How to Read Numbers is a very engaging and practical book that discusses the different ways in which statistics in the news can be misleading, and how to get a more objective perspective of the reality being presented. In some 22 chapters, Tom and David Chivers explain how less-than-representative and biased samples; rankings; forecasting; and other statistical phenomena are being abused in the media in ways majority of us fail to realize.
The authors wrestle with how truth is grossly lacking within what is arguably one of contemporary society’s most important institutions, the media. Given how influential the media is in providing information and molding the mindset of people around the world, there is little doubt that this is a very relevant book. Indeed, reading Numbers makes one wonder if today does not mirror the time when Isaiah prophesied about truth being “fallen in the street” (Isaiah 59:14).
The Chivers argue that very often the news is incomplete without statistics. Yet, presumably due to marketing reasons, the numbers are often presented in ways that misrepresent the truth. It is therefore imperative that consumers of the news are able to efficiently analyze statistics in the news, sift truth from fallacy, and make decisions based on the whole truth, not skewed perspectives. Using multiple examples in every chapter, the authors highlight how the truth is being stretched, and more importantly, ways in which this can be corrected.
Numbers resonates deeply with me because it highlights the need for alertness and discernment, without being overly suspicious, as I seek to be informed through the media. This is especially important to my leadership because if I become mislead by the media, I will end up misleading my followers. That would be an instance of the blind leading the blind that is very close to home.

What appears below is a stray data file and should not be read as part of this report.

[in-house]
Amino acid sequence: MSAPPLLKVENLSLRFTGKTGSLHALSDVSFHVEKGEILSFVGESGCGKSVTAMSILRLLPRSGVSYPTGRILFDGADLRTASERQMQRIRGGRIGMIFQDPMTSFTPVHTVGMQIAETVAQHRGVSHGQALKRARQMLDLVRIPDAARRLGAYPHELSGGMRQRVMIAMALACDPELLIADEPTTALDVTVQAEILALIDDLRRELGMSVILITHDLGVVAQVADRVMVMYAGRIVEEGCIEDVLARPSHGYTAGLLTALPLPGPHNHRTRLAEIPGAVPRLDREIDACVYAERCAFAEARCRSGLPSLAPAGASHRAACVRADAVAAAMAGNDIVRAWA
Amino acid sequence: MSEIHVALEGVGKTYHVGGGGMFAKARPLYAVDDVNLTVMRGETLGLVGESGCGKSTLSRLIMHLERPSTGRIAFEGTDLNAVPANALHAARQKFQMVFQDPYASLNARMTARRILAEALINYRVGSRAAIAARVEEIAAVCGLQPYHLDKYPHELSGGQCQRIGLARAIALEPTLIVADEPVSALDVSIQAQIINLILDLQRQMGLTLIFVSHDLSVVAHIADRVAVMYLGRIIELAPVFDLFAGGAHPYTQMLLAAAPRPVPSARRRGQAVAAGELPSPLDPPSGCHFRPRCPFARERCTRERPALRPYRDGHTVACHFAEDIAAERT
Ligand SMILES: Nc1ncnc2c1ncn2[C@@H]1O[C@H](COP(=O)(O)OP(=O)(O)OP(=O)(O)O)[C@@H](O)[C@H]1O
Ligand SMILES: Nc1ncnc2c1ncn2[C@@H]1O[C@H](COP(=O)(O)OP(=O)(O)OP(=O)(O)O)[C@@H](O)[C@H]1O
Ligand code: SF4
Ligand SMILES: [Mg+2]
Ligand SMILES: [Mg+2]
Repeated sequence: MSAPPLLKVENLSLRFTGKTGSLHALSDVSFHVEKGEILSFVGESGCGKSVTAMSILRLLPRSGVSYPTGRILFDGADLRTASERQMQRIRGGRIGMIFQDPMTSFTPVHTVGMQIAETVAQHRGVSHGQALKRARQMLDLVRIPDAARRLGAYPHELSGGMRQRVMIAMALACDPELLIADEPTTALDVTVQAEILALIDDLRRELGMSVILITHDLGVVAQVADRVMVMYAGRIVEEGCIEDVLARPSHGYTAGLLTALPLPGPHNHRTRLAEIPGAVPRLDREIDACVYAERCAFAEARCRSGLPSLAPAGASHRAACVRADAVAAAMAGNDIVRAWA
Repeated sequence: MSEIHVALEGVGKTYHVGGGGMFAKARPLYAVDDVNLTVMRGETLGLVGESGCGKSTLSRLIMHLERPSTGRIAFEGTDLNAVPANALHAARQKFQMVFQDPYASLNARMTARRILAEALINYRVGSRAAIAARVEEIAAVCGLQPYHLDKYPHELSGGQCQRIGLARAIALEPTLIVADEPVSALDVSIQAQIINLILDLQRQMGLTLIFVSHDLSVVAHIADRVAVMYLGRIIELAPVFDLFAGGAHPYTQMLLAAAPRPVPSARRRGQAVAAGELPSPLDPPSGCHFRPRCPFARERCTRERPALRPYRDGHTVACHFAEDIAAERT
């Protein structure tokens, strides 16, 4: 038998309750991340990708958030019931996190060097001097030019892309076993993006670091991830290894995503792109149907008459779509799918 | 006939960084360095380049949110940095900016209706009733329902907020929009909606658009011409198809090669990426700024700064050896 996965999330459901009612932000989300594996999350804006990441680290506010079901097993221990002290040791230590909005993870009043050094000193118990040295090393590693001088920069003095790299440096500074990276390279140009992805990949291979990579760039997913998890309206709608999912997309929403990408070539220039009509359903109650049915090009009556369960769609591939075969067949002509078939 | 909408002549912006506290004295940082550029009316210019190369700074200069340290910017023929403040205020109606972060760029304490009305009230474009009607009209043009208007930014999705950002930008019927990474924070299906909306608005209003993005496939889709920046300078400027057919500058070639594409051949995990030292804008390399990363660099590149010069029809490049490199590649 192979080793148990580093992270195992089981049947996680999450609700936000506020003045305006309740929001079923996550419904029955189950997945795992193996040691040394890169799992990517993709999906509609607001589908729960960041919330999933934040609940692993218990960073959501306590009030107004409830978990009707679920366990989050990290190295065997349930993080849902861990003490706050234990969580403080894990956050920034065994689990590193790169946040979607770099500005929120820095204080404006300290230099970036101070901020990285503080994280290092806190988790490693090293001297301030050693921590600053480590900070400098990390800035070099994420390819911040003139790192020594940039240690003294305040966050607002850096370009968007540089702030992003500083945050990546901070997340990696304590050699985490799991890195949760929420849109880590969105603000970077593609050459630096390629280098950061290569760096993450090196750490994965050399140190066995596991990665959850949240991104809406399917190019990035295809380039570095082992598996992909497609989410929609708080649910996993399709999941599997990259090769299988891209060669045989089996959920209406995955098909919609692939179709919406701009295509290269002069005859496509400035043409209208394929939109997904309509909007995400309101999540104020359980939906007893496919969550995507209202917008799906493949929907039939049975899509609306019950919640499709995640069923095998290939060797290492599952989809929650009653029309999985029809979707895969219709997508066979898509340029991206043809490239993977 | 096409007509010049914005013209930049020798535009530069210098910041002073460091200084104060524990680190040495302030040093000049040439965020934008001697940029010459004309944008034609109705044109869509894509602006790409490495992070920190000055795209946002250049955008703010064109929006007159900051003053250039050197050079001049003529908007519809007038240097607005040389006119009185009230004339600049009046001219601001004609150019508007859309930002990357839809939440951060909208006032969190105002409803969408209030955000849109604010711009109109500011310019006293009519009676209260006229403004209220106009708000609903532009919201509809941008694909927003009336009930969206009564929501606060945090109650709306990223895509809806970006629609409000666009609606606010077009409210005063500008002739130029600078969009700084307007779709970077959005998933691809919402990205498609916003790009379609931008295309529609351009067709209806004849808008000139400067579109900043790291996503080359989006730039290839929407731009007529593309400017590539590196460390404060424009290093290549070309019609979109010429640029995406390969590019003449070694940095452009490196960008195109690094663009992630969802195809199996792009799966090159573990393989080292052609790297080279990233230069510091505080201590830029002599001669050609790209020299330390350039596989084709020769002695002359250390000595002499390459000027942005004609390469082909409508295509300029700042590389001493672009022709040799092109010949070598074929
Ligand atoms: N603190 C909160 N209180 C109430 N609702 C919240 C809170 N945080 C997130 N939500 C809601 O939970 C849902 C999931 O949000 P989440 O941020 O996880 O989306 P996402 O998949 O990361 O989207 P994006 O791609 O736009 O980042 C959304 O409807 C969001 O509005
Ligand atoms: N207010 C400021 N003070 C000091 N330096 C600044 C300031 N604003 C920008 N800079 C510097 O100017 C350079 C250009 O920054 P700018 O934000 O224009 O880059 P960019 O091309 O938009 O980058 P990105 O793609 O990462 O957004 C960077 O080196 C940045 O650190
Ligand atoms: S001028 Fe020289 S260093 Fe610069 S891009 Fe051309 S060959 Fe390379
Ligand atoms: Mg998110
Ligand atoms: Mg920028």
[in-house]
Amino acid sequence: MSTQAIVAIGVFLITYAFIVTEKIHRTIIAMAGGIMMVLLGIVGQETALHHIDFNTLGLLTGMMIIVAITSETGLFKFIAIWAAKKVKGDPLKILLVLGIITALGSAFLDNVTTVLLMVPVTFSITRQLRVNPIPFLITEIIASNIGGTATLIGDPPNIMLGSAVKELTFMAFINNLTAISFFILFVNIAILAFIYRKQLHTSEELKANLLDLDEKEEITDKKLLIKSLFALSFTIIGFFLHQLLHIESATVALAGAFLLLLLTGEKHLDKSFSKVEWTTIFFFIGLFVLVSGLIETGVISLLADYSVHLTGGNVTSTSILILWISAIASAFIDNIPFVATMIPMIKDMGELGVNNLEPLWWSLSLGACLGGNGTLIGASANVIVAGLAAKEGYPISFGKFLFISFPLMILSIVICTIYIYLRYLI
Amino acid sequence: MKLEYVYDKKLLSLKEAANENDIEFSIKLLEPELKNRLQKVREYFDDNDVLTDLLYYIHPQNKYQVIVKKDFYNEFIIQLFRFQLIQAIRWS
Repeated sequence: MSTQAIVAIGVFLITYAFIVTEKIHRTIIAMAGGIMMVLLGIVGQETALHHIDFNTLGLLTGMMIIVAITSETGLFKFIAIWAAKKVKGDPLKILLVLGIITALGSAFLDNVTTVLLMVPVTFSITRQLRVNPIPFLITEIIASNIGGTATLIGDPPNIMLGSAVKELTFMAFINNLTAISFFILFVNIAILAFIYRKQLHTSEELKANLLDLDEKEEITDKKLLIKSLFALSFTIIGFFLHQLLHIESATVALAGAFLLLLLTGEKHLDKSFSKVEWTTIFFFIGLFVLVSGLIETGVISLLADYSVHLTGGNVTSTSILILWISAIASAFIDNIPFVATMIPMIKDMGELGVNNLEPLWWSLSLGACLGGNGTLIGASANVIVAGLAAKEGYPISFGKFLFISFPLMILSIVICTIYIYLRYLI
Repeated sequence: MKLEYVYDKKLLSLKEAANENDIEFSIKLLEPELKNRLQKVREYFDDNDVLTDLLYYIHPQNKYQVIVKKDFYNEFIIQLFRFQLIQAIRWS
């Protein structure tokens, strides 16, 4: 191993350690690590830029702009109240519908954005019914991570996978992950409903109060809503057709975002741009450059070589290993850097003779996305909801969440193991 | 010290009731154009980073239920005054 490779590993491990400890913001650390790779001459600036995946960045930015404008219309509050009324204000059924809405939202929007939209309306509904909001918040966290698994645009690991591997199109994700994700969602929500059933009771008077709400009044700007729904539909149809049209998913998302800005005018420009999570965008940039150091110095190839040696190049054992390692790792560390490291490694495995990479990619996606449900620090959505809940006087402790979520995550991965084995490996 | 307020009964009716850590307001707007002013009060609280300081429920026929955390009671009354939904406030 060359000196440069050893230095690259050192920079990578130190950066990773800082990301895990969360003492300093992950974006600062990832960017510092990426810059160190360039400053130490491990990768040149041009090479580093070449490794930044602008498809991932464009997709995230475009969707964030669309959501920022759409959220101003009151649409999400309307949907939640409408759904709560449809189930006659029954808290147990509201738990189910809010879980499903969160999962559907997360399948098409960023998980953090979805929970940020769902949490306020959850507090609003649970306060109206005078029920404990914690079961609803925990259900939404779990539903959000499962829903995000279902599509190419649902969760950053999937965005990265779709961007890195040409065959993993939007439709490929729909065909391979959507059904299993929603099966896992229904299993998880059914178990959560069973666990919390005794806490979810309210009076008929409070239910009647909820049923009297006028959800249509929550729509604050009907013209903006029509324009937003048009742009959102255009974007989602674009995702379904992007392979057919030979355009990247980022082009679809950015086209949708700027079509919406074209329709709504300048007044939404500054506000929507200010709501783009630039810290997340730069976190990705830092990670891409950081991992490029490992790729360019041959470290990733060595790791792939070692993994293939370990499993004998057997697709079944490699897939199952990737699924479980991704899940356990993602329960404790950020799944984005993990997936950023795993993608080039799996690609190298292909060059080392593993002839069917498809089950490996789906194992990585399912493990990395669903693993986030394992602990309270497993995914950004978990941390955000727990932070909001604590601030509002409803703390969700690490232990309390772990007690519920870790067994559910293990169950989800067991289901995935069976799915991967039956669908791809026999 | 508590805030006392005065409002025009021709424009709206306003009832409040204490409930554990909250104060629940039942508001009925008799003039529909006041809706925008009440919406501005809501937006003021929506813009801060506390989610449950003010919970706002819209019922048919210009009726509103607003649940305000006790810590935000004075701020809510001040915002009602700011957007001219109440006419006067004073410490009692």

Additionally, the Chivers’ explanation of Simpson’s paradox alludes to what has generally been referred to as a numbers game. The prevalence of this syndrome is an important example of front-stage and back-stage leadership, as Simon Walker describes it, and represents a significant call to a leadership characterized by transparency, humility, long-term thinking and service. In the Garden of Gethsemane, moments before His crucifixion, Jesus demonstrated transparency to His disciples by expressing how overwhelmed He was with sorrow (Matthew 26:38). This expression of ‘weakness’ completely differs from the ‘perfect image’ many of today’s leaders usually seek to portray. If this scenario was portrayed in statistical terms, it would probably be presented in ‘low numbers’ and not the high numbers usually presented by contemporary leaders through the media. Thankfully, those who humbly present the truth about their situations, even if the image is not an appealing one, will be vindicated by God, for He gives grace to the humble (James 4:6).
In conclusion, Numbers is important to me because if highlights how a correlation between two variables does not automatically imply that one causes the other. But, instead, it could mean the presence of a third, possibly unmentioned variable, that is responsible for the phenomenon under investigation. This implies that critical and broad thinking are indispensable to reading numbers and providing effective leadership.
 Chivers, Tom and David Chivers. How to Read Numbers: A Guide to Statistics in the News (and Knowing when to Trust them. (Weinfeld and Nicholson, 2021), p.14.
 Walker, Simon P. Leading out of Who You Are: Discovering the Secret of Undefended Leadership. (Carlisle: Piquant, 2007).